· Overall global recorded music trade revenues increased by 0.2% in 2012, the first year of growth since 1999. All the revenue streams IFPI tracks (physical, digital, performance rights and synchronisation revenues), with the exception of physical sales, increased in 2012. A total of 21 countries saw market growth in 2012, including nine of the top 20 markets.
· The world's top 20 markets table shows that the US remains the world's largest music market; digital sales success in Sweden has made that country the world's 12th largest music market (up two places on 2011); India has also moved up the rankings.
· Digital channels now account for 35% of overall industry trade revenues, while physical sales now represent 57% of record companies' income. Downloads remain the biggest source of digital revenues, with combined unit sales of track and album downloads up by 11% in 2012.
· Music subscription services are seeing rapid growth. Music subscription and ad-supported streaming services now account for 20% of digital revenues globally, up from 14% in 2011. Subscription and ad-supported revenues combined now account for almost one third (31%) of all digital music revenues in Europe.
· Emerging markets are helping fuel the industry's recovery. Brazil, India and Mexico have seen market growth respectively of 24%, 42% and 17% since 2008. In 2012 revenues in India reached an all-time high while Latin America was the fastest growing region of the year.
· Albums continue to hold their appeal, accounting for 56% of recorded music sales value. Digital album downloads grew faster than singles and vinyl sales hit their highest point since 1997. Consumer usage on streaming services shows that the album format remains very relevant. Many of the year's best-selling albums generated a large streaming volume across all tracks included on the album.
· Sources of music licensing income are also on the rise. Performance rights revenues (from broadcasts and public performance) were the fastest growing sector in the recording industry in 2012, accounting for 6 per cent of recorded music revenues. Revenues grew by 9.4% globally, to US$943 million. Income from synchronisation deals - music used in TV adverts, films and brand partnerships - were also up. These grew by 2.1% to US$337 million in 2012.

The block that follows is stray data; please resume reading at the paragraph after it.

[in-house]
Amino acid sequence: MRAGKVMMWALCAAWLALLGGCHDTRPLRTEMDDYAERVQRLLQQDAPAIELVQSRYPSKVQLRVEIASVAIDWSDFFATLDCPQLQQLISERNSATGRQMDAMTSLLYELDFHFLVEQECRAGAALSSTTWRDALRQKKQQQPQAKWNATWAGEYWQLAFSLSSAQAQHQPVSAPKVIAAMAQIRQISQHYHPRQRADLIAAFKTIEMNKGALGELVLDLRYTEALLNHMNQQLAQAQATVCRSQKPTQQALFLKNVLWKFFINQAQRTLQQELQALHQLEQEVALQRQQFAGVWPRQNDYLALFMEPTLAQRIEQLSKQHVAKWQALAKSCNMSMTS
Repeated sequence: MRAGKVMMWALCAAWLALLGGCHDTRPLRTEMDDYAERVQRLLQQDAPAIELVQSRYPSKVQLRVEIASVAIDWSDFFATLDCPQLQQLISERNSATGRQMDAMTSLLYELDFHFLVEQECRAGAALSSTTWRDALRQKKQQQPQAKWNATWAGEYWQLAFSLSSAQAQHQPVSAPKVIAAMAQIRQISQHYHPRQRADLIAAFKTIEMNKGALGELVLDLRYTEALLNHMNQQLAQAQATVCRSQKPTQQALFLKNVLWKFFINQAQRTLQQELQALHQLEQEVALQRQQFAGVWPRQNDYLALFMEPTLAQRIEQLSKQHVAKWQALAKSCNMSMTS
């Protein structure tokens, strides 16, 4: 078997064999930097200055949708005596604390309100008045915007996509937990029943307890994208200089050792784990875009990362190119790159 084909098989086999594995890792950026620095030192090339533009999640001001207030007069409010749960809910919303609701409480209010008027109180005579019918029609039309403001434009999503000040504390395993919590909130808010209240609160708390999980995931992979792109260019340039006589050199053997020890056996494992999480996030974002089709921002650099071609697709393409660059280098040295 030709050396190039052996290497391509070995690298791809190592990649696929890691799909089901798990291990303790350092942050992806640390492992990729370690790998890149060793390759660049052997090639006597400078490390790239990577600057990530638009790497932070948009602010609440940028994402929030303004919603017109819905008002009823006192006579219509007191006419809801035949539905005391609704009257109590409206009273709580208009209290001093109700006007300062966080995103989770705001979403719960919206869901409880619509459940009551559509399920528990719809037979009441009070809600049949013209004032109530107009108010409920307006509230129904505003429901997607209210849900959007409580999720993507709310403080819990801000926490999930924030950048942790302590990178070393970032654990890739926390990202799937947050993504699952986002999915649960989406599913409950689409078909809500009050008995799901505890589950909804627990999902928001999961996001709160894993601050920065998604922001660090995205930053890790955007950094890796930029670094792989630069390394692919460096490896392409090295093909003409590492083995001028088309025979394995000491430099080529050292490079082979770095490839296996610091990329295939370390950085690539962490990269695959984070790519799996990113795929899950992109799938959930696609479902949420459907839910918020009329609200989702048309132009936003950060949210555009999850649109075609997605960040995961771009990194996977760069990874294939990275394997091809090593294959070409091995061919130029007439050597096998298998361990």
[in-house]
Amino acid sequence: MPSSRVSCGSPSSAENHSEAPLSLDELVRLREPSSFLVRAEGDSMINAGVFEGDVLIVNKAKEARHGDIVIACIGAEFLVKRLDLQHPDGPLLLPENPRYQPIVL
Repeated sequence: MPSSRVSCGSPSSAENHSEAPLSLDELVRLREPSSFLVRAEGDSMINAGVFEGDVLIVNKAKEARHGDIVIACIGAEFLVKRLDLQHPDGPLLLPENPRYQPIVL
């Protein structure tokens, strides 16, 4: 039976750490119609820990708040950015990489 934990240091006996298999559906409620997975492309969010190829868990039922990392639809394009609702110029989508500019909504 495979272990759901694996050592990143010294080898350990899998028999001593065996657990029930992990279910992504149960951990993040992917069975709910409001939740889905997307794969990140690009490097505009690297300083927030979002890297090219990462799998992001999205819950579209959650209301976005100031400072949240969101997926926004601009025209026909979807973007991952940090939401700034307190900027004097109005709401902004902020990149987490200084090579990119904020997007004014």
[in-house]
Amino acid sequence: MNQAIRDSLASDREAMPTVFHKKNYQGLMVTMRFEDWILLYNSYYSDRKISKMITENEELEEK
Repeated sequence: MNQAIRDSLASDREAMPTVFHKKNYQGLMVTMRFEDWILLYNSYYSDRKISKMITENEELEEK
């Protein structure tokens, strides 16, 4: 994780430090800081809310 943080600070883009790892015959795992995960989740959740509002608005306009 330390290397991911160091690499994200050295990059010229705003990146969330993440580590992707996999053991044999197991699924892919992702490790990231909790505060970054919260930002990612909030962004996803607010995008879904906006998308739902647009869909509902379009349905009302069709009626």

The Digital Music Report 2013 highlights include:
· Download sales increased in volume by 12 per cent globally in 2012 and represent around 70 per cent of overall digital music revenues
· The number of people paying to use subscription services leapt 44 per cent in 2012 to 20 million. Subscription revenues are expected to account for more than 10 per cent of digital revenues for the first time in 2012.
· Digital channels account for the majority of record companies' income in an increasing number of markets including India, Norway, Sweden and the US
· Digital retailers' rapid global expansion is opening up the potential for markets such as Brazil and India, to become major sources of future industry growth. At the start of 2011, the major international services were present in 23 countries. Two years later, they are in more than 100 countries.
· Digital music consumption has become mainstream, as shown by consumer research by Ipsos MediaCT across nine markets in four continents. Two-thirds of internet users (62%) have used a licensed digital music service in the past six months. Among younger consumers (aged 16-24) this figure jumps to 81 per cent.
· Consumer satisfaction with licensed music services is demonstrably high. 77 per cent of users of licensed services rate them as excellent, very good or fairly good. Even 57 per cent of those who use unlicensed services believe "there are good services available for legally accessing digital music."
· Many non-digital revenue channels are also increasing. Performance rights income increased in value by an estimated 9.2 per cent in 2012 and now accounts for around 6 per cent of overall industry revenues, up from 3 per cent in 2007.
· Album charts in most markets show that investment in local repertoire is alive and well. In many countries, local repertoire accounts for the vast majority of the top selling albums of the year. Five major non-English language markets illustrate this. In Italy, Spain and Sweden, eight in 10 of the top selling albums of 2012 were by local artists; in Germany, seven in 10, and in France six in 10.
Post a Comment